Danny Casale grew up getting in trouble for doodling during class. He didn't see himself as an artist by any means but loved the creative outlet and the process of getting the cartoonish visions out of his head and onto paper.
But in 2017, Casale kept thinking about this visual of a snake on a pink background. True to his childhood self, he decided to draw it out on a notecard and color it in after scanning it onto his computer. He then thought it would be funny to make a full animation of this snake, called it "SNAKES HAVE LEGS" and uploaded it to YouTube for fun.
"That went stupid viral," Casale told In The Know. "It turned into this totally non-intended political cartoon piece, in arguably the most politically-charged summer in recent times. And it was about not believing everything is real on the internet."
It completely transformed Casale's life. Now he has turned his cartoons into a profession, although he describes himself as a "self-proclaimed bad animator."
But Casale believes his lack of schooling or background in actual animation makes his cartoons more charming and attractive to internet folk.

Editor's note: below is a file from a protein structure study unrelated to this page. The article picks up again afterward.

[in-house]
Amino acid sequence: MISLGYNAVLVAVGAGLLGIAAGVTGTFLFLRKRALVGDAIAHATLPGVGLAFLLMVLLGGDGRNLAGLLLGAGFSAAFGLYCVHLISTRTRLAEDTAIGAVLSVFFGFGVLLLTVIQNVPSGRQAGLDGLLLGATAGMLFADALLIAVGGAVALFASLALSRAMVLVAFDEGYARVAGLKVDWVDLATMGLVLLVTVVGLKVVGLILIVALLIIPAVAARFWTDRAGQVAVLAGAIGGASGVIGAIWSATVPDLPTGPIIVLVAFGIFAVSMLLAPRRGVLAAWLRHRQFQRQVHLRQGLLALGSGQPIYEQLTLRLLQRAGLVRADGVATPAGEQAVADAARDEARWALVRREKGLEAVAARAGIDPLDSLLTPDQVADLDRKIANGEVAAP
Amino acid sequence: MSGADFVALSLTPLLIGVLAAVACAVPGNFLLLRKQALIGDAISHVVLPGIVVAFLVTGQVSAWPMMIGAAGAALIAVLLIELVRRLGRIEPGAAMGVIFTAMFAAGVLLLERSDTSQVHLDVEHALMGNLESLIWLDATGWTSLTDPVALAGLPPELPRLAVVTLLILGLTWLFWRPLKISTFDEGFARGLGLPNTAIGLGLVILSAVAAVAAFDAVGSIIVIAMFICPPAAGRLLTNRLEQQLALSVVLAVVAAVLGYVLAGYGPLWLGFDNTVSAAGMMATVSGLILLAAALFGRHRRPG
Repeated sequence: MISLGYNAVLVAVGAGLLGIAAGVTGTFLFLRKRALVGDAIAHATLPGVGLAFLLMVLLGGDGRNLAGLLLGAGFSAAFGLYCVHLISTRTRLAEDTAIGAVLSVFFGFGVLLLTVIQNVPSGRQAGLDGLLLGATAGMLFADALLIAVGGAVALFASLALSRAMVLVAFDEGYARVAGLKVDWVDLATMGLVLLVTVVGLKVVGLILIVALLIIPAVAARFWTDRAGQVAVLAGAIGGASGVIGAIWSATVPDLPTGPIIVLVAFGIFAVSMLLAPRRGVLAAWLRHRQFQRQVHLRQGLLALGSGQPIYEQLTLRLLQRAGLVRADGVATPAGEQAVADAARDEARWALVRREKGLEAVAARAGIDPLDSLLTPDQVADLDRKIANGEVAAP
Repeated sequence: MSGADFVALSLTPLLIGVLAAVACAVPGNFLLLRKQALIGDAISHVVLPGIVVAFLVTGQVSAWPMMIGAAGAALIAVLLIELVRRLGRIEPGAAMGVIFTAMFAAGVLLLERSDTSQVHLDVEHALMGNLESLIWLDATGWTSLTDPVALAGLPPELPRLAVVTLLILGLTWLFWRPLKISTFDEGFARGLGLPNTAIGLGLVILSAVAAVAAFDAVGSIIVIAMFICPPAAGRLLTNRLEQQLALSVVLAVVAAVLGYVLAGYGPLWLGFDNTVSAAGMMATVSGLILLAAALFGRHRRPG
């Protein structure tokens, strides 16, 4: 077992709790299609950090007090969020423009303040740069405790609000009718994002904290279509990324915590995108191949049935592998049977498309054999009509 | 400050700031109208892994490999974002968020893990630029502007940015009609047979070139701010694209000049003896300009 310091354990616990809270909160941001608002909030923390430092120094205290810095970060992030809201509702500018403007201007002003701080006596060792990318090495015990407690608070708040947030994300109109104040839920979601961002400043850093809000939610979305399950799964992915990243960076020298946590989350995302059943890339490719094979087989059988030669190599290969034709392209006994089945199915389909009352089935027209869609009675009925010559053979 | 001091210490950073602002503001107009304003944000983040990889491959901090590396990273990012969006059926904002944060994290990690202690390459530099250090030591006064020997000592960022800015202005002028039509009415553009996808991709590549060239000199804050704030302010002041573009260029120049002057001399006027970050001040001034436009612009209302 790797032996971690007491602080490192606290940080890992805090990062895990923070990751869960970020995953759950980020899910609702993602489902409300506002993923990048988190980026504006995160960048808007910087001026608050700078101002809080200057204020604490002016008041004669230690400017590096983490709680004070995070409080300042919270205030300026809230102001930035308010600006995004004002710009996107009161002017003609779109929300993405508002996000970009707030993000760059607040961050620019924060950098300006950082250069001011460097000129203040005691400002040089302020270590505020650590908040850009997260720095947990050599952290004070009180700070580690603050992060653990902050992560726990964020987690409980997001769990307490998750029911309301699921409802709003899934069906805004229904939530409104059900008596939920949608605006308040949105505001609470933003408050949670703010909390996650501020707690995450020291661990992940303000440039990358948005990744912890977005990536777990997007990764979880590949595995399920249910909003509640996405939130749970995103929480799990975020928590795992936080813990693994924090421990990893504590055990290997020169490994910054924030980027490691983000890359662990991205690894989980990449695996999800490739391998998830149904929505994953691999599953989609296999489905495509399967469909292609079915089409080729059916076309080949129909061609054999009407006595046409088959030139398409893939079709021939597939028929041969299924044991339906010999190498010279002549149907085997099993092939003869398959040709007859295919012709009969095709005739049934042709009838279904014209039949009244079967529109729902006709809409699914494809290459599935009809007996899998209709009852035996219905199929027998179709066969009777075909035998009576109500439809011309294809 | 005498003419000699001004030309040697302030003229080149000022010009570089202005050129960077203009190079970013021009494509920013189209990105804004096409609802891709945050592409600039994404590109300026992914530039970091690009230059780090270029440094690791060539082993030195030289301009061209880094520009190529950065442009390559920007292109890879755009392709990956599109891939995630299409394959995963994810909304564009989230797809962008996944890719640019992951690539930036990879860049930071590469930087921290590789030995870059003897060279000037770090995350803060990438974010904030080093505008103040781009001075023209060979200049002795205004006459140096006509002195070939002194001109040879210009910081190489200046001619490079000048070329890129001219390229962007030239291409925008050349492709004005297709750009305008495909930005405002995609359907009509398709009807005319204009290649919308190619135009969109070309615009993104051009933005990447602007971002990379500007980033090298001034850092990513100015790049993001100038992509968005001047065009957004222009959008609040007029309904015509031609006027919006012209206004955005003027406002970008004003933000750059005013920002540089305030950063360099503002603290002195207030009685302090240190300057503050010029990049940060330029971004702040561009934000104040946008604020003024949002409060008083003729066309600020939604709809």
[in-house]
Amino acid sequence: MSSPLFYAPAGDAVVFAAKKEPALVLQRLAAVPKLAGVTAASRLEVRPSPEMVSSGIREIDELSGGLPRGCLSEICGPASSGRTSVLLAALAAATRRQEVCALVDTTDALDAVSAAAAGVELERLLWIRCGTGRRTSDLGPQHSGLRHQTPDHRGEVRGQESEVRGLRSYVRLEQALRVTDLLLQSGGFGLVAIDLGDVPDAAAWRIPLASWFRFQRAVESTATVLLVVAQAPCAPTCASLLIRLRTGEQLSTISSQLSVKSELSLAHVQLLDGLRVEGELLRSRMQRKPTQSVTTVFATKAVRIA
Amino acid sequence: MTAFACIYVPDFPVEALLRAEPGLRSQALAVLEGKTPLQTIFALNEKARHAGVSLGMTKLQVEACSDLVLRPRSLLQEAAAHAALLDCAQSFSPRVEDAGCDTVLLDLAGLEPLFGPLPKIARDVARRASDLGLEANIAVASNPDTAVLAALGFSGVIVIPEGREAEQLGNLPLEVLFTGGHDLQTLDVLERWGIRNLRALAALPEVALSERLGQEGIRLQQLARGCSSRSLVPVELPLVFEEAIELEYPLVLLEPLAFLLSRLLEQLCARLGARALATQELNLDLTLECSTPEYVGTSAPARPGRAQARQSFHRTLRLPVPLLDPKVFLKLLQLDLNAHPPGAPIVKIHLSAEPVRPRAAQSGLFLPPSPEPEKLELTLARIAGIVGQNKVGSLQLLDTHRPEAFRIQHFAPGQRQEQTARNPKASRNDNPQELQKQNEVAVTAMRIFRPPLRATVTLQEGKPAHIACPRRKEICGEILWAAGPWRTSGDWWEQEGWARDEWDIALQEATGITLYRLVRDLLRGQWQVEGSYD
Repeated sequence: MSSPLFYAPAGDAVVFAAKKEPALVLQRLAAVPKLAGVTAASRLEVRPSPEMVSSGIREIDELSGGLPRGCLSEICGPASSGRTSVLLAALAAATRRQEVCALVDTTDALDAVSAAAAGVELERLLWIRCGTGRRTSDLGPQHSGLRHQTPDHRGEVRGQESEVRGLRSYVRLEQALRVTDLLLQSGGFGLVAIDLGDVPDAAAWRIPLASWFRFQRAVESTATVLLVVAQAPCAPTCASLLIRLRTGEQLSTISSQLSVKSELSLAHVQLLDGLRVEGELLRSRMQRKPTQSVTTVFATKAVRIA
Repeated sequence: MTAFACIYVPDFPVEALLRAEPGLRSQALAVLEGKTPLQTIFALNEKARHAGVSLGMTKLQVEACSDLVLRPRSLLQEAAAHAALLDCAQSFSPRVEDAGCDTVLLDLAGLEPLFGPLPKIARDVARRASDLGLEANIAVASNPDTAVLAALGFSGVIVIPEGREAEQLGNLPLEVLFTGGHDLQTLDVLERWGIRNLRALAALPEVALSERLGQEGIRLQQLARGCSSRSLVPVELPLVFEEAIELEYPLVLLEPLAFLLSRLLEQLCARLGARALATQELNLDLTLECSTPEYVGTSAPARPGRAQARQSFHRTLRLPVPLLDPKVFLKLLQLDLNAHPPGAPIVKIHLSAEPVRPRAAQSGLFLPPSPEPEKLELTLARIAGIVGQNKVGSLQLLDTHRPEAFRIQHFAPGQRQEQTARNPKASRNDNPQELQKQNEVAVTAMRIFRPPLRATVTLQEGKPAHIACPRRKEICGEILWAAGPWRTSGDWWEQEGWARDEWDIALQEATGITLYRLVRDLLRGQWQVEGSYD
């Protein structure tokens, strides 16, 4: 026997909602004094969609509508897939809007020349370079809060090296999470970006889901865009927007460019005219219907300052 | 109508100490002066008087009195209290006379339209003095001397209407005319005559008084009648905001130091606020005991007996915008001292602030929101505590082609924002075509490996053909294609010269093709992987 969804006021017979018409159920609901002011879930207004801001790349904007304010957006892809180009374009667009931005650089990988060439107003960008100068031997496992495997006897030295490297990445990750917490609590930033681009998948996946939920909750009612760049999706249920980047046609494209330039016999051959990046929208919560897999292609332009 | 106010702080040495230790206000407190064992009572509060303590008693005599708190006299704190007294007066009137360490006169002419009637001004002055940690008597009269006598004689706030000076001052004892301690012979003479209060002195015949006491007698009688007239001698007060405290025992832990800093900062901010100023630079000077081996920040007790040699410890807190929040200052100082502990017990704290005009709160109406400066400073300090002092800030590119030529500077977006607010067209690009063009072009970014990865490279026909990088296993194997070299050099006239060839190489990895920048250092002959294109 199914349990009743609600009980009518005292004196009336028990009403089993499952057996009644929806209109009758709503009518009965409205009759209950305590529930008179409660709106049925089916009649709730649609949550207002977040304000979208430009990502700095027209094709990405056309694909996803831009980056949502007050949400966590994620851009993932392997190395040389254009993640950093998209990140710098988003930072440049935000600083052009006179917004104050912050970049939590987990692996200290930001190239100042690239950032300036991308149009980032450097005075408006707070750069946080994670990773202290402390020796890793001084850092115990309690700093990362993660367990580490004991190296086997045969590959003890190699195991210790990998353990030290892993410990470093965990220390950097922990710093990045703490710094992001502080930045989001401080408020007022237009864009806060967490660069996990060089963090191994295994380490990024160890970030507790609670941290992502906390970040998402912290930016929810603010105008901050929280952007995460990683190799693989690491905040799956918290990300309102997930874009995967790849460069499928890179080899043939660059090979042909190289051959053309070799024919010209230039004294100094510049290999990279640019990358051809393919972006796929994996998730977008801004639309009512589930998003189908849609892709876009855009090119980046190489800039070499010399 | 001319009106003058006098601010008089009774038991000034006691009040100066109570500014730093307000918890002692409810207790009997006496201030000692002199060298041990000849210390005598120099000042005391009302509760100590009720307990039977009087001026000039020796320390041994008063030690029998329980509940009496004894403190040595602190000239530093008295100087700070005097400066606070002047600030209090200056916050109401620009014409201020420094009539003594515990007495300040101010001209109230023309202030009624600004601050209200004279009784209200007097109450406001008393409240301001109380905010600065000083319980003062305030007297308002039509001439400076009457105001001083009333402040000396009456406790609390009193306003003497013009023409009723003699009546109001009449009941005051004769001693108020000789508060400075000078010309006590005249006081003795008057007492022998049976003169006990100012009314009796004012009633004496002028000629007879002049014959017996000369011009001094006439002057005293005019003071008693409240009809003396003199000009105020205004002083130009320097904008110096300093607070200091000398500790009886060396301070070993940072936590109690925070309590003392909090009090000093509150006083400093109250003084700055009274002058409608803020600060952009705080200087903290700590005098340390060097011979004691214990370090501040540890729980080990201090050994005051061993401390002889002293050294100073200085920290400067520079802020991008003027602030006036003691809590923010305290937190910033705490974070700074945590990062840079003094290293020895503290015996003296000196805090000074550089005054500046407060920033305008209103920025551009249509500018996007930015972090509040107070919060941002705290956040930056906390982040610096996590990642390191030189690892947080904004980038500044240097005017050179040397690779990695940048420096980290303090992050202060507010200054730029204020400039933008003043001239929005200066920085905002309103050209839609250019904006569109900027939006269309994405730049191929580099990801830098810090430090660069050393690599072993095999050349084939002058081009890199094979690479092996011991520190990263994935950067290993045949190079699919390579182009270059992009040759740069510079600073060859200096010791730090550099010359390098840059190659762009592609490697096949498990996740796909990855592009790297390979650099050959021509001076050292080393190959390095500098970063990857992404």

"To take an animation course, would, I feel like, cause me to lose some of the magic, some of the simple magic that is a part of the videos."
Now Casale's YouTube channel — where he goes by CoolMan CoffeeDan — has almost two million subscribers. His most popular video, "i'm a CUP", has over 11 million views.
Casale, who started YouTube channels when he was only 11, says he cannot believe he's come this far on the platform. With the new audience, however, comes responsibilities Casale feels the need to take on too.
"A few months into my newfound animation page, I realized that there was more to this than just goofs," he said. "People genuinely found, like, value and help — and that's when I took on a greater responsibility."
Casale's mission behind his art is to make people laugh and feel loved. He aims to give his audience a dose of positivity rather than work on his animation skills.
"I just want to be able to speak to as many people as possible through my art," Casale said. "I can't help but feel as if I am responsible to at least change the world a little bit."
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